The three 'As' - attorneys, associations and accountants - still make the major leasing market, contributing heavily to an areawide absorption rate estimated by a private study to be about 1.9 million square feet a year. Leasing specialists agreed that well less than 800,000 square feet of new space hit the downtown market in 1976 but the figure is expected to be considerably higher in 1977, with much of it preleased as the result of a recent trend to require leasing commitments as a basis for financing.

The estimate for new space in 1977 is about 1.3 million square feet, which should help to take care of some of the carryover of unleased space that totaled more than 1.1 million square feet in various locations. One of the major new downtown office buildings to be occupied early in 1977 is the first phase of the big International Square complex with more than 350,000 square feet at 19th and K NW, where the price level is reported over $11 a foot.

Outside the city, the Tysons Corner area continues to provide a strong site for development, with the T.N. Lerner shopping mall as a base and the unrelated Westpark business complex as an adjunct. Tysons also is the site of the vast new Rotunda condominium apartment complex of an eventual 1,200 dwellings started by Giuseppe Ceechi and his IDI firm.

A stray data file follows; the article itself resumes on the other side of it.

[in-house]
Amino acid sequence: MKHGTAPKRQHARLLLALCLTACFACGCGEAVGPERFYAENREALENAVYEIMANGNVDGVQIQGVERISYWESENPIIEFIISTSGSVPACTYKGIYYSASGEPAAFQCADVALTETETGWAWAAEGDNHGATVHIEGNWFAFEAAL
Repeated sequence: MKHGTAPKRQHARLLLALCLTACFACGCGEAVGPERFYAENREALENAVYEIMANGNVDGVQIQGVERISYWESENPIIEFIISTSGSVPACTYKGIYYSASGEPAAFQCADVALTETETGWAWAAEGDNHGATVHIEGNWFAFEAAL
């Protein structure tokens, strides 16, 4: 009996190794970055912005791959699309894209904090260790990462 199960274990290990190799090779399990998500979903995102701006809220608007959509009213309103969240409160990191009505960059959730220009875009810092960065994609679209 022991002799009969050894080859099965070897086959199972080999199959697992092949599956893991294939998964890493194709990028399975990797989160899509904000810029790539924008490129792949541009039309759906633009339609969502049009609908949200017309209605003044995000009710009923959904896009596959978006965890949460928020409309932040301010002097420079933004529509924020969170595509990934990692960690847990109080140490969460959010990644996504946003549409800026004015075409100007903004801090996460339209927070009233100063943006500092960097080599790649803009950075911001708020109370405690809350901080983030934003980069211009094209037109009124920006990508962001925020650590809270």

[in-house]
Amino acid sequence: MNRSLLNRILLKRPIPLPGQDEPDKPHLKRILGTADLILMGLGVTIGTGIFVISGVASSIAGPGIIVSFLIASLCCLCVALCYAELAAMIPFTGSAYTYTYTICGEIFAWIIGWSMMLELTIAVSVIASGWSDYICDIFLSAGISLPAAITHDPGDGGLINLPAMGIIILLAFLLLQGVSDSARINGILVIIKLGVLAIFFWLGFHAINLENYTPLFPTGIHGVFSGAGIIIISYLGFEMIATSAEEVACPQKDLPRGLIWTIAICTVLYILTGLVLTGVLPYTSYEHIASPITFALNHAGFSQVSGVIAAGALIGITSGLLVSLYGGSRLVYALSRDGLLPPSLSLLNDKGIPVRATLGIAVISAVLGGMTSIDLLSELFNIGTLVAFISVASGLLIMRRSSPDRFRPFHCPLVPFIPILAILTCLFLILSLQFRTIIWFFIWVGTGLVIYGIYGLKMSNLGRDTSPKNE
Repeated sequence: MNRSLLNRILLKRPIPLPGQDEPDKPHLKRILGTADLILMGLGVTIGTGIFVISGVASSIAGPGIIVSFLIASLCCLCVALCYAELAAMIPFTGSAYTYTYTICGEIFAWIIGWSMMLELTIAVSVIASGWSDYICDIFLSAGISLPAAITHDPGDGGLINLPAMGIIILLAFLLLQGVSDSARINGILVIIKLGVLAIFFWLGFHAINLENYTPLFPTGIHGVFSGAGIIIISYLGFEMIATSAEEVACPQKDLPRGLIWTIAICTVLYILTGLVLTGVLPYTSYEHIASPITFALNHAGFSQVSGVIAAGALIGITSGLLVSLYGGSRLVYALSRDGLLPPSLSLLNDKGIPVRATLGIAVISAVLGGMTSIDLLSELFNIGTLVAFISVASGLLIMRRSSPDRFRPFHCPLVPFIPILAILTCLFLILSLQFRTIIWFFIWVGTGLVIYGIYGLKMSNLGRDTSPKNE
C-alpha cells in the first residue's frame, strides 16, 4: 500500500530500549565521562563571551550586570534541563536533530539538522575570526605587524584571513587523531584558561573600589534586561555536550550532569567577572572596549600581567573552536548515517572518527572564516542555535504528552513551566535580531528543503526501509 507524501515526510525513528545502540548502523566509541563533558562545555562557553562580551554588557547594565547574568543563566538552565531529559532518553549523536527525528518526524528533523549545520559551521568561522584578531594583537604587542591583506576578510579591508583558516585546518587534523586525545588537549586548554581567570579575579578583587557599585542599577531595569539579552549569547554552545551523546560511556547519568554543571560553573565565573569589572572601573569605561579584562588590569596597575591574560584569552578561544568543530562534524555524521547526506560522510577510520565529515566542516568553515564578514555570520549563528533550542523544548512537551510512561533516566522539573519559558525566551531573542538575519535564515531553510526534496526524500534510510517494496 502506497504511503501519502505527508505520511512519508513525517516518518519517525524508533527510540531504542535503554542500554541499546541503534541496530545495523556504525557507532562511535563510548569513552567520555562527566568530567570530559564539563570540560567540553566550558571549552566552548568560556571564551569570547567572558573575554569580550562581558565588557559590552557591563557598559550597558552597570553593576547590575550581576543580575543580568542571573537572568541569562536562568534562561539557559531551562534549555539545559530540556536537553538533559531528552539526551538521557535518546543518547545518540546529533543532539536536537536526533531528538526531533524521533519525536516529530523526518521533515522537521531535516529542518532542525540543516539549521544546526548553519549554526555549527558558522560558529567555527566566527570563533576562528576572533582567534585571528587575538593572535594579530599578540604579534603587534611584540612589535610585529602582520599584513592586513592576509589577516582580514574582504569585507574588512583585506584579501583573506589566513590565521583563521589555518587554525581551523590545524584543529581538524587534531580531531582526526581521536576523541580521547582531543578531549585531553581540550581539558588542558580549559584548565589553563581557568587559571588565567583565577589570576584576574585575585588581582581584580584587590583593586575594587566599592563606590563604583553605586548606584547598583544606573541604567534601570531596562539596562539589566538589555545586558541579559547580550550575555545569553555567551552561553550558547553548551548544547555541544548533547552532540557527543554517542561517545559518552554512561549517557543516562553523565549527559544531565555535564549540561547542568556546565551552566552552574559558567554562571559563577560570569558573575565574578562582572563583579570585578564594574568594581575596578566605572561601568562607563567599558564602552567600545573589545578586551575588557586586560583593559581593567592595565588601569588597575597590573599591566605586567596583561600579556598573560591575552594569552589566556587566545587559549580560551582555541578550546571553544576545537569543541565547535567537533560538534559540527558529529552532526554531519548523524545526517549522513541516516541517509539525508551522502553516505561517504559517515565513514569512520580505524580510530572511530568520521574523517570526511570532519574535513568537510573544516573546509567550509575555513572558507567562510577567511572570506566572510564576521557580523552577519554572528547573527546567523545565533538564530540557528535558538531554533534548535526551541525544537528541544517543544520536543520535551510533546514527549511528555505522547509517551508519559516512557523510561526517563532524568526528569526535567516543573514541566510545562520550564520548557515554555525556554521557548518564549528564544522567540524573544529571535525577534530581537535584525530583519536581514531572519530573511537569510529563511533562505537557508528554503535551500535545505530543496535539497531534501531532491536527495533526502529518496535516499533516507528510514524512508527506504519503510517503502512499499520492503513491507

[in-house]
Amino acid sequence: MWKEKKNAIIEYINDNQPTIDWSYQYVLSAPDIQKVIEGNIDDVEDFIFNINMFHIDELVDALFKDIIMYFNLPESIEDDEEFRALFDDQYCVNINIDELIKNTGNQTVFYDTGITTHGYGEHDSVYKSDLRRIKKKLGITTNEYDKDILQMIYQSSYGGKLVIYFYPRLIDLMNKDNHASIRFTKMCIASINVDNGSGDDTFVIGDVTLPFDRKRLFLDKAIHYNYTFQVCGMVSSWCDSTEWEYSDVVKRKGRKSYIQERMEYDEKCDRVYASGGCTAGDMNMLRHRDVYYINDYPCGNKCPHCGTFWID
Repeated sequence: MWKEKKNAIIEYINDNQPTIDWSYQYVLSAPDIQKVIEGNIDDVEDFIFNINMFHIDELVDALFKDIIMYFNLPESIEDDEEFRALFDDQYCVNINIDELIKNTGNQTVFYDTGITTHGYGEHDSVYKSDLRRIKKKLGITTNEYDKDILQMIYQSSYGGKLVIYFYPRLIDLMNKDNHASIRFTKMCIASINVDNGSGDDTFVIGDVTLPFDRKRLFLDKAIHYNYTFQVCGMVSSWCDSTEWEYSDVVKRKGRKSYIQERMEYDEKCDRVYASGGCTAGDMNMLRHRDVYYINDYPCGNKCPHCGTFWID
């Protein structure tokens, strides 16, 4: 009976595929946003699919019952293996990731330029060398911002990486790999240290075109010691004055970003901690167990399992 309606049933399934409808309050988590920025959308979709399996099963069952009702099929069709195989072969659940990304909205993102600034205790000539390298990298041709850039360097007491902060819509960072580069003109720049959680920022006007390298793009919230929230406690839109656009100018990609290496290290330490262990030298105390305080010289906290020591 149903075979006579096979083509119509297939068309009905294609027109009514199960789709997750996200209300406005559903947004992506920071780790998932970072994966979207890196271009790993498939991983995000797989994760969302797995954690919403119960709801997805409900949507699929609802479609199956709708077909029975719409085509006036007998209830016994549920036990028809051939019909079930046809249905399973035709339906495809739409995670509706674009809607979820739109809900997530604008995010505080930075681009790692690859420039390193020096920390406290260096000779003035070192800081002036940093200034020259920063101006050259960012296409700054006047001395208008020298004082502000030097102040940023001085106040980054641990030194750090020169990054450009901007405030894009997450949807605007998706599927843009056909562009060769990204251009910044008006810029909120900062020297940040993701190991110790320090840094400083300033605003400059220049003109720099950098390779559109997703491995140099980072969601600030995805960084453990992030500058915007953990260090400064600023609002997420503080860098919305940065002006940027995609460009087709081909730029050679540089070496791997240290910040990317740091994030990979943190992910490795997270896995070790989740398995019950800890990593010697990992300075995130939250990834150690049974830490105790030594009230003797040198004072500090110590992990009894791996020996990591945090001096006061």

In the Crustal City area of South Arlington, the Charles E. Smith firm plans to continue the development of office buildings, apartments and shopping or ready started more than a decade ago. An expanded underground shopping mall will be unveiled later in 1977. The Smith firm also plans to continue development at its big Skyline Center development at Baileys Crossroads. And recently, the Levitt building firm indicated that it plans finally, to make a start on the new town that has been part of its planning for the Bowie area. Another developer also has plans for an office building and shopping areas in the southwest quadrant of the major intersection of Routes 50 and 301 (3).

The big towns of Columbia and Reston, among the private pacesetters across the nation, are continuing development after a lean period in 1975 and a comeback in 1976. And Montgomery Village, St. Charles, Dale City and Lake Ridge also are showing increased vitality.

On the warehouse-industrial building scene, action has been rather lethargic for several years but an upturn in the national economy should spark new interest in space now available under $2 a square foot for rental and about the same for buildable ground.

Overall, moderate interest rates and new consumer confidence seem to be the keys to resurgent activity in real estate and construction in 1977.